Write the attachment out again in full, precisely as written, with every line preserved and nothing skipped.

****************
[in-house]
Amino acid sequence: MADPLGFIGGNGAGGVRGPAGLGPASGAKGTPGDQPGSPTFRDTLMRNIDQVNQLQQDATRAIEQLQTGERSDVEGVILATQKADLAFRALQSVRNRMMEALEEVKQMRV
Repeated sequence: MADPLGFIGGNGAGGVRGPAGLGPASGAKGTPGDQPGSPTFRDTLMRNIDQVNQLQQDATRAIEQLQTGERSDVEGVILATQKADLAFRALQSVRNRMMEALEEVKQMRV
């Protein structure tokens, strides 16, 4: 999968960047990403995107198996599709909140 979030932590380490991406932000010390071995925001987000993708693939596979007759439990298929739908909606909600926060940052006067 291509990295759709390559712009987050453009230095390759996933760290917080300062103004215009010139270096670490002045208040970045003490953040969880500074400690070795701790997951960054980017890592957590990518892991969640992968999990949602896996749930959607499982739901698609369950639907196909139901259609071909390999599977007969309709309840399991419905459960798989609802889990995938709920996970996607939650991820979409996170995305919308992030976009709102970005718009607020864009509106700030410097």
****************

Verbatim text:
[in-house]
Amino acid sequence: MADPLGFIGGNGAGGVRGPAGLGPASGAKGTPGDQPGSPTFRDTLMRNIDQVNQLQQDATRAIEQLQTGERSDVEGVILATQKADLAFRALQSVRNRMMEALEEVKQMRV
Repeated sequence: MADPLGFIGGNGAGGVRGPAGLGPASGAKGTPGDQPGSPTFRDTLMRNIDQVNQLQQDATRAIEQLQTGERSDVEGVILATQKADLAFRALQSVRNRMMEALEEVKQMRV
């Protein structure tokens, strides 16, 4: 999968960047990403995107198996599709909140 979030932590380490991406932000010390071995925001987000993708693939596979007759439990298929739908909606909600926060940052006067 291509990295759709390559712009987050453009230095390759996933760290917080300062103004215009010139270096670490002045208040970045003490953040969880500074400690070795701790997951960054980017890592957590990518892991969640992968999990949602896996749930959607499982739901698609369950639907196909139901259609071909390999599977007969309709309840399991419905459960798989609802889990995938709920996970996607939650991820979409996170995305919308992030976009709102970005718009607020864009509106700030410097």